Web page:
Day 1, now the one thing I learnt from day 1 is get there early as the queues get long for press screenings very quickly. We started off the day in the Royal Festival Hall which I have been going to since I was a child for classical guitar concerts as my mum is a music journalist. So, it was an odd experience to go there to see a film. Though the venue gave it an epic scale the audio had not been adjusted for a film which was a little disappointing, but it was the first film of the festival. The film: The Harder They Fall shone through its audio problems.
This film was the best to start a festival with as it was bold, exciting and full of social commentary about the way we see and want to see a genre on screen and how it can evolve into a new representative genre in a split second. Throughout the festival there are a few films that are commenting on the western genre and its impact on society from this film to The Power of the Dog to The Taking which is a brilliant documentary on the use of Monument Valley in films.
The Harder They Fall has a rawness to it that showcases that it is based on stories of African American cowboys. That word cowboy has such an iconography attached to it which is portrayed in the incredible costumes of every character with harsh leather and suede that shows it has so many stories to tell from it. Jonathan Majors’ who plays Nat has the most expressive face that within one look you know how the situation is going to go down. The story is addictive to watch and the soul that this film has is thanks to the music that makes you want to go research the people this story was based on.
I then sat down for a break and watched a film through the online platform called Nudo Mixteco this film follows three women Chabela, Maria and Toña as their lives in a Mixtecan town unravel and now they must decide whether to leave or stay. This is a beautiful film that portrays women’s struggles in a different setting. Looking at the modern and more traditional ways of living in Mexican culture and how that affects women’s lives. The scene where Chabela was having the fate of her marriage decided in the town pavilion by the people which is scary thought in its democratic nature of nosy towns people deciding your fate. It made me grateful that you can decide your own fate in many countries but brings us back to the fact that we still have a lot of work to do in making women feel safe in their own communities. The way the story interwoven into one through a connecting point was clever in pointing out how you never really can know what is going on with the people around you. Maria’s story of going back to her hometown after a long period of time and seeing how her family treats her as a women of the LBGTQIA+ community was a harsh reality to watch set around a funeral. There is so much pain in these stories at the end you are sad but glad to have gone on this journey with these women and get a glimpse of the culture and stunning scenery they live in.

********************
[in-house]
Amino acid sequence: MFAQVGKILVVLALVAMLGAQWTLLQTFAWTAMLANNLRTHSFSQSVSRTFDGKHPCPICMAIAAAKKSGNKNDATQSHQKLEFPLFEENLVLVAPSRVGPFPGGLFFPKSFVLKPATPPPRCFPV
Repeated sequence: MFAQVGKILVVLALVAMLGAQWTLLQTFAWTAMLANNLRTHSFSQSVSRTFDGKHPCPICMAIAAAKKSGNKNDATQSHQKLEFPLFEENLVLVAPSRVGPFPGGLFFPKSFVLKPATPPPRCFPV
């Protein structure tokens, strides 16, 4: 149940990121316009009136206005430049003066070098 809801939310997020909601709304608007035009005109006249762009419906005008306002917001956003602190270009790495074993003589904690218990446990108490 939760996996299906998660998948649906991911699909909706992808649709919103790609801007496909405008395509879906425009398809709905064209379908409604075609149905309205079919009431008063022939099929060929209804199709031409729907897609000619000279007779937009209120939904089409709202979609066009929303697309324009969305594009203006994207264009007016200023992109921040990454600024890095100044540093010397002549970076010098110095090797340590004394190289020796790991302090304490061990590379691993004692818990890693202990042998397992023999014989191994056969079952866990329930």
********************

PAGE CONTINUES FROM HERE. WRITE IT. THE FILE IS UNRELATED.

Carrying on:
Lastly, I went to see on a press ticket The Outlaws which is a beautiful story of two men Mikael who is an outlaw and Johannes who is slowly being turned into one after attempting to rob a train and is set in the 1920s in Norway. This was in this year’s love strand as it discusses the need for human connection and companionship no matter what the circumstances. The friendship that grows between these two men through the need to evade the law and survive has a definite correlation to Bonnie & Clyde which gives it an atmosphere of fear mixed with excitement. There is also an intertwined past story of Johannes’ love for a man in his past which he is hoping will become a reality with Mikael. It follows how Mikael shows Johannes the joys of an outlaw life where anything is possible and how you are constantly hounded. It encompasses that 1920s need for glamour and glitz to help bury the past or the unknown of the future. It made me cry at many points as the journey is dangerous and reflective with the use of the stunning scenery you can’t help but burst into tears. As someone who has studied outlaws for her dissertation this film would have been perfect to discuss the emotional impact of being an outlaw within a friendship. It is a beautiful story of growth for Johannes and understanding his place in this sad world.
There you have it, a short first day at the BFI London Film Festival with three emotional journeys that show the best and the worst in humanity.
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© 2020 Emily Claire Cannings
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Photos reproduced with kind permission of the BFI London Film Festival 2021